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BUS190 - FALL 2013 - Linear Programming PROJECT #2 PROCUREMENT OPTIMIZATION with Time-Cost




Question;Frank Hartman is;the procurement manager for Town & Country Toy, a chain of Toy companies;which has three plants in the area for which Frank is responsible. Over the;years, Frank has developed relationships with six suppliers in the area, each;of which has the ability to supply a certain number of the item, which Town;Country Toy has found most popular. Each supplier has a minimum order;size of 5,000 units per month. Maximum order size varies from supplier to;supplier, depending on their capacity to produce the desired item. The;requirements (demands) at each plant, the unit shipping costs from each;supplier to each plant, as well as the minimum and maximum order sizes for each;supplier are given on the Procurement Data worksheet of theEXCELworkbook;provided in Canvas in the link under this assignment.;Procurement cost;for the month consists of the unit purchase costs plus the shipping cost. The;unit purchase costs are given by the per-unit price for the unit times the;number of units purchased summed across suppliers. The logistics shipping cost;is just the usual sum of products encountered in the standard transportation;problem. Sum these cost components, purchase and shipping, to get total;procurement cost.;Step 0. Formulate Frank's;minimum procurement cost problem as a linear programming model (assuming that;the applicable unit price is the first one given in the price break table).;This is presented in class, so you just need to do the word processing and;include it as an appendix to your Executive Summary.;Step 1. Familiarize yourself;with the Named Ranges in the workbook by opening the drop-down list box in the;upper left of your spreadsheet and selecting the listed names one at a time.;Using the name for the unit purchase costs (UNIT;PRICES)given in the first column of the unit cost table, and the name for;the unit shipping costs in the shipping cost table (CIJ), complete the Procurement Cost function for the model using;the provided SUMPRODUCT functions. Also complete the unit-weeks wait time;formula using the provided SUMPRODUCT function. Specify the location of the;Target cell, the Changing Cells, and the relevant constraints in the Solver;Parameter dialog box, and solve the minimum Procurement Cost problem using the;Solver. You can group similar constraints together by indicating a range of;cells on both sides of the constraints. Hence there are upper and lower bounds;for the amount purchased from each supplier, an equality constraint for the;total amount purchased for each Plant. That will show as only three lines in;the Solver Constraint list, but remember to check the Assume Linear Model and;Assume Non-negative boxes in the Options dialog. Solve the model initially with;a 0 time cost and save your result;in the first row of your Scenario Results Table. Repeat the optimization but;minimize total unit-week wait time the second time. This will give you the;minimum unit-weeks solution (note the minimum unit-weeks obtained but do not;save in table), and remember to reset the target cell to the Target cost after;getting the minimum time result since all subsequent runs will be made using;the combined procurement and time cost.;Step 2. In order to entice;business away from the competitors, each supplier has developed a volume;discount schedule which enables Hartman to reduce the unit cost if he agrees to;buy more units. The volume discounts occur for all suppliers at 10,000 units;and 25,000 units, and 50,000 units. The schedule of volume discounts therefore;has four unit prices for each supplier, decreasing from the price that applies;when less than 10,000 are purchased, to the lowest price that applies when more;than 50,000 units are purchased. The volume discount schedule of unit prices is;also given in the Data worksheet provided for this analysis. He wants;Procurement Cost to be computed, after the optimizations, taking account of;these discount schedules. Note how the IF(cond,v1,v2) function has been used;nested three times, to compute the applicable unit price for each supplier's;volume in cells N3:N08, which re-compute procurement cost using the discounted;prices, where applicable.;Step 3. Although cost is the main;consideration, Frank is also concerned about how long it takes to deliver all;of his order, considering the fact that lead times are different depending upon;the particular plant-supplier combination in question. By multiplying the units;shipped on each plant-supplier link times the lead-time for that link, and then;summing over all possible links, Frank obtains a measure of the total time;taken to deliver all orders. This is measured in unit-weeks of time. In order;to penalize longer lead times, Frank introduces a fictitious "cost of;waiting" coefficient WC to measure the monetary cost of having to wait one;unit-week. Thus the objective function becomes procurement cost plus WC times;wait time. Frank feels that by adjusting the size of WC, he can achieve the;perfect balance" between minimum cost and minimum time solutions. He;tries out various "coin values" for WC, such as WC = $0.01, WC =;$0.05, WC = $0.10, WC = $0.25, WC = $0.50 and W = $1.00 first, to make sure his;intuition is correct about the impact of increasing WC on the relative;magnitudes of procurement cost and waiting time. Frank tried this out himself;and tabulated the results in a four-column table showing WC and the;corresponding values of wait time and procurement cost (both discounted and not;discounted for volume purchases). Make a chart of these trial values to see;that cost goes up as time comes down.;Step 4. Having confirmed his;intuition that as WC increases, wait time decreases and procurement cost;increases, Frank decides to fill in his table by trying a number of other;intermediate values for WC in such a way as to identify more points along the;full trade-off curve between time and cost. Of course, a brute force approach;would be to define a regular grid of WC values and solve the problem repeatedly;for each value in the grid. Frank realizes that if he only knew how to program;in VBA, he could set up a loop in which the solver would be run repeatedly for;each value of WC. But since he doesn't know how to program in VBA yet, he decides;on another heuristic which does not result in equally spaced WC grid, but could;potentially involve many fewer values of WC. His idea is to let the next trial;value of WC be the mid-point between the two values of WC already in the table;for which the wait-time difference is the largest. This will often result in a;new solution to be inserted into the table which will replace one interval with;two smaller intervals. When all (or most) of the wait-time differences are less;than 50,000 unit weeks (or as small as possible if greater than that), he stops;and plots up his results, with wait-time along the horizontal axis and;procurement cost up the vertical axis. He plots the discounted and;non-discounted procurement costs versus wait time first on separate charts, and;then, plots both series together in one chart. He uses the X-Y Scatter option;with adjacent points connected by straight lines to obtain his charts using the;ChartWizard in EXCEL.;Follow Frank's;procedure as described above, and comment on the results he obtains. Is there;an interval on the right in which wait-time can be decreased substantially;without incurring much of a rise in procurement costs? If so, what is the value;for WC at which the "corner" on the curve occurs? Plot Procurement;Cost and Discounted Procurement Cost on the same chart, noting the approximate;difference between them that persists across almost the entire range of;possible times. What qualitative difference between the two curves do you see?;Does it appear that optimization of the model including the quantity discount;price structure would lead to substantial savings over the LP solution?;TURN-INS;As usual, the;Executive Summary is to describe the problem(s) being solved, the method(s);being used, and the principal results. The Appendices are to contain the data;and intermediate or supporting results from the computer runs. More;specifically, questions that you should address in the Principal Results;section of your Executive;Summary are as follows;1. What are the;two extreme solutions you obtain when the two competing objectives, cost and;time, are optimized separately. What is the cost difference between the minimum;procurement cost solution and the minimum time solution? What is the unit-week;time difference between them? What is the average cost per unit-week slope;across the interval in question?;2. Show the table;and the plot of the trade-off curve between time and cost obtained from your;scenario analysis in which you varied the value of "WC" from 0 to 100;cents.;3. Note the;Virtually Free Time Savings" which are achieved for small WC values;and identify the WC* value which gives the left most point in that interval on;the right tail of the trade-off curve. In locating WC* you should also take;into account the discounted procurement cost results.;4. For W = WC*;(which is your "base case"), print out the answer report and;sensitivity report for the appendices. In addition, tabulate the Primal and;Dual solutions in the executive summary. The Primal solution includes the positive;shipments, the schedule of amounts purchased from each supplier, and the;volumes delivered to each plant. Give the Procurement cost and unit-weeks for;your WC* solution. For the Dual solution, show the shadow prices for the upper;and lower bounds on the supplier totals in one table, and the shadow prices for;the plant totals in another table. The tables should be the same shape and size;as the RHS data tables that were provided for these constraints.;5. Based on the;shadow prices presented, give recommendations regarding;(a) Negotiations;to eliminate the 5,000 minimum order size should be conducted with which;supplier?;(b) Negotiations;to increase capacity by 5,000 units should be conducted with which supplier?;6. Show the plots;of the two trade-off curves the first using the LP procurement costs and the;second using the volume discounted procurement costs. The volume discounted;curve is more "ragged" than the undiscounted one is because the;optimization criterion did not take into account the volume discounts. In order;to get a smooth trade-off curve in the volume discounted case, the objective;function would have to reflect the volume discounted costs by using binary;variables in the model.;Appendices;that you should include in your Executive Summary;are as follows;1. The data and;network diagram for the analysis.;2. Mathematical;formulation of the problems being solved as given in class (hint: use the;Equation Editor on the Insert/Object menu to insert formula objects in Word).;Spreadsheets that you should include in your;Excel workbook for the project include;1. For your WC*;the spreadsheet solution obtained (the one which is tabulated in the executive;summary).;2. For your WC*;the formula view of the part of your spreadsheet which has formulas in it.;3. For your WC*;the Answer Report and Sensitivity Report provided by the Solver (the ones which;are tabulated in the executive summary).;4. Plots of;time-cost trade-off curves using volume discounted Procurement costs in comparison;with those obtained using the Procurement costs given by the LP model;approximation.;EXTRA CREDIT (15 points);Download the;SolverTable add-in for EXCEL which automates the process of rerunning EXCEL to;generate a table of solutions parameterized by changing values of the WC;parameter. Since the SolverTable add-in resolves for a range of input parameters (cost of waiting in;unit-weeks) on an equally spaced grid, you will want to vary the resolution of;the grid, and run the SolverTable add-in several times for different interval;widths, and then concatenate your results into a single table. The grid will be;finer for smaller values for the cost of time, and courser for larger values;for the cost of time.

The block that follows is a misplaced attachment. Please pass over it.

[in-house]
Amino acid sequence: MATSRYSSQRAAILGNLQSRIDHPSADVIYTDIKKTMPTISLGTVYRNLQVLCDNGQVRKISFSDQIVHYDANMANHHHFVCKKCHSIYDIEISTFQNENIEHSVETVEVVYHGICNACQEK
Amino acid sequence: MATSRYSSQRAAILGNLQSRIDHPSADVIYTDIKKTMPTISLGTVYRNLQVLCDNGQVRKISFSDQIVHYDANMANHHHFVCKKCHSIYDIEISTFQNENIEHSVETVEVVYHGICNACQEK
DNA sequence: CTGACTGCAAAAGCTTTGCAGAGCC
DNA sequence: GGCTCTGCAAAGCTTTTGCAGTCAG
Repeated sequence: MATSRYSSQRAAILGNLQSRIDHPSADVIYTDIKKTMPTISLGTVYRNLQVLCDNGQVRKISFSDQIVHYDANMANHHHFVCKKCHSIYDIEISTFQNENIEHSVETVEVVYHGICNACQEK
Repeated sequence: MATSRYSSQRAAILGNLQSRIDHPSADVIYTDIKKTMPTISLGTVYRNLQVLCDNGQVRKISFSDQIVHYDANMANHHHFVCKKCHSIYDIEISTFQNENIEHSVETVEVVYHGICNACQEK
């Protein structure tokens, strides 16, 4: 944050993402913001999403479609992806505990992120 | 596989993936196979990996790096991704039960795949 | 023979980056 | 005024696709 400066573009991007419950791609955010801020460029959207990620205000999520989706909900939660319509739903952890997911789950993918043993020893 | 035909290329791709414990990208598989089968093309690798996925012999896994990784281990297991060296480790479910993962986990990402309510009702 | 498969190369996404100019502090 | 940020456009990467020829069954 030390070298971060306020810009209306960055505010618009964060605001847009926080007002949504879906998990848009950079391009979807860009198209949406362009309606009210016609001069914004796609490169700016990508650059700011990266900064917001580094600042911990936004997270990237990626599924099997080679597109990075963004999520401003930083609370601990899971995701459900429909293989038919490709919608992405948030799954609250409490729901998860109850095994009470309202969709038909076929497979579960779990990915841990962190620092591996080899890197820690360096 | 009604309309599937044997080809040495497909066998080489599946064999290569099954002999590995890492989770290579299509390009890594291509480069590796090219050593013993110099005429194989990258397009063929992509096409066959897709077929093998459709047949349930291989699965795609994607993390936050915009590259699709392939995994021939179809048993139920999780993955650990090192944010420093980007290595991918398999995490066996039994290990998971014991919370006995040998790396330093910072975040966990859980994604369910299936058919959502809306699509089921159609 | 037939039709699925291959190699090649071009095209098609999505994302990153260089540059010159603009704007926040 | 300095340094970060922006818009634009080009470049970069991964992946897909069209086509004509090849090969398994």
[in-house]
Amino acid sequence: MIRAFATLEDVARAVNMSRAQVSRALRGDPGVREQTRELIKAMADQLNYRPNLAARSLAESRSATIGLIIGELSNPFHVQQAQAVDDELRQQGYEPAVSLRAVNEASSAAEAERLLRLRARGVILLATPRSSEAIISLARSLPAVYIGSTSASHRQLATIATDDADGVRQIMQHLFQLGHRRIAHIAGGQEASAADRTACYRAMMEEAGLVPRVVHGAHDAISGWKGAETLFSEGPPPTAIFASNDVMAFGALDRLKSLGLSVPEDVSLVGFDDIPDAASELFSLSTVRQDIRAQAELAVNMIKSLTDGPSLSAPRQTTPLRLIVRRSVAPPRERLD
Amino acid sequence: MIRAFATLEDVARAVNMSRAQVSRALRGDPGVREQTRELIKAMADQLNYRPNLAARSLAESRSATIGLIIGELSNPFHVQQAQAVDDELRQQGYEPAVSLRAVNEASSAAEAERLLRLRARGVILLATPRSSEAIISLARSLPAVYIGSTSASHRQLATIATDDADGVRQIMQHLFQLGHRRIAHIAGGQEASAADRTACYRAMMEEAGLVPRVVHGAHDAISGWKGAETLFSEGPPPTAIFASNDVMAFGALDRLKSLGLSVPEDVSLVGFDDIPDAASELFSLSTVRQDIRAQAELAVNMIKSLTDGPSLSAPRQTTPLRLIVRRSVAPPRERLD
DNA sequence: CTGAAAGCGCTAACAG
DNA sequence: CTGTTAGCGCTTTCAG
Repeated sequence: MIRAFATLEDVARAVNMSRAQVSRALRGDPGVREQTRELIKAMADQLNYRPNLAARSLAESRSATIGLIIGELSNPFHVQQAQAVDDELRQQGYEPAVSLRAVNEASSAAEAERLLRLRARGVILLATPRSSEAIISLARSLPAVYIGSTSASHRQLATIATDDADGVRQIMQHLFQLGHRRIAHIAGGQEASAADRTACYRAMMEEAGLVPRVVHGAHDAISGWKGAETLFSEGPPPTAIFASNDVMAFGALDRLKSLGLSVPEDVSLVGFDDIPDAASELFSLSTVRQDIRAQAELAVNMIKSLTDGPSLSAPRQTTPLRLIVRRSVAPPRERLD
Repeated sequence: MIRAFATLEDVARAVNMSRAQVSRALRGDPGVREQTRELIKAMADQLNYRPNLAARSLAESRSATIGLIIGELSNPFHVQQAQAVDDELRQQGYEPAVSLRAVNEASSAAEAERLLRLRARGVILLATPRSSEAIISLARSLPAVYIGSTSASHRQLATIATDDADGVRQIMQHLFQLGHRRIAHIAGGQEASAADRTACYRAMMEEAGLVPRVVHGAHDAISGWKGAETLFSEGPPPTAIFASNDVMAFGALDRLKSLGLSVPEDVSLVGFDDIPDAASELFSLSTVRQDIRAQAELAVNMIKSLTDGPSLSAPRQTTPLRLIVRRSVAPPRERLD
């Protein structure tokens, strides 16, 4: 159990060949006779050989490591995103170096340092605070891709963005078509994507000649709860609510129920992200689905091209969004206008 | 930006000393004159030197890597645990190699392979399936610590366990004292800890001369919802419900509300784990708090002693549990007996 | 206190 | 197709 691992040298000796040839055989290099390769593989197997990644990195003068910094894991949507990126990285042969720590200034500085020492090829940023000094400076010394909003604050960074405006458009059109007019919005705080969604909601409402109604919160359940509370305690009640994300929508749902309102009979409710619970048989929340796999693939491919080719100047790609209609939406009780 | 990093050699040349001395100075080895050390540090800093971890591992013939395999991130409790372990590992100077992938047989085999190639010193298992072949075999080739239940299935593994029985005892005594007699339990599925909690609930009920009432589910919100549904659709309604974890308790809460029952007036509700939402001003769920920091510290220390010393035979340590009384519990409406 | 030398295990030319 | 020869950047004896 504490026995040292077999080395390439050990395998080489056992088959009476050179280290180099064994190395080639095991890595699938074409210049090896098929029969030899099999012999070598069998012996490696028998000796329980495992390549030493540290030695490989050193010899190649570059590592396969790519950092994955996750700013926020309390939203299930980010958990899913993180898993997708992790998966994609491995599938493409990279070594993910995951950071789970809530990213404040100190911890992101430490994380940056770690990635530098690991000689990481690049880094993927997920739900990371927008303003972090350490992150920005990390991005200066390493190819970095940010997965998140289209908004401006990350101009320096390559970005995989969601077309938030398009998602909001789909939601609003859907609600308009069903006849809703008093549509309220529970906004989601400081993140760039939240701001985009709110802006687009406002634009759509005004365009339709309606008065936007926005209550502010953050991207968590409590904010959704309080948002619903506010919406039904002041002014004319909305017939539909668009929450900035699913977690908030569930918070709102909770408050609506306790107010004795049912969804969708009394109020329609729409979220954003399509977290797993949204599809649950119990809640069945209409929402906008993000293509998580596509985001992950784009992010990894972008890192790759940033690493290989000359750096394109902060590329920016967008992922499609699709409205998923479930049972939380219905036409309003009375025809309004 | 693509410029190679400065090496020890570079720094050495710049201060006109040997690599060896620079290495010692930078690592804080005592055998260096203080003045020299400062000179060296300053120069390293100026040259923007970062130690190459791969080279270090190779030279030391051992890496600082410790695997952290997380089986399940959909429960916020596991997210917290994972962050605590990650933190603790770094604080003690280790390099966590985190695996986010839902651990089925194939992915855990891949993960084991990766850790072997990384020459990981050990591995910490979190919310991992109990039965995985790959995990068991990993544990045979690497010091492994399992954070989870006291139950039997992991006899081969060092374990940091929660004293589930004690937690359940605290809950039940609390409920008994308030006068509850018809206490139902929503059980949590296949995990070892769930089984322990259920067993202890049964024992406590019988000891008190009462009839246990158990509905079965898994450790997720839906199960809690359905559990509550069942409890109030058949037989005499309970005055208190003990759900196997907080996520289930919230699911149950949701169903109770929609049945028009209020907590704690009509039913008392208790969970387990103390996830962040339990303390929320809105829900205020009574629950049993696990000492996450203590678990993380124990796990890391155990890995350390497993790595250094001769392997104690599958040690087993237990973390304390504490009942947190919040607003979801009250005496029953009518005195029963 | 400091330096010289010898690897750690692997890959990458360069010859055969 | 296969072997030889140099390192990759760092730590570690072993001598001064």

Paper#62216 | Written in 18-Jul-2015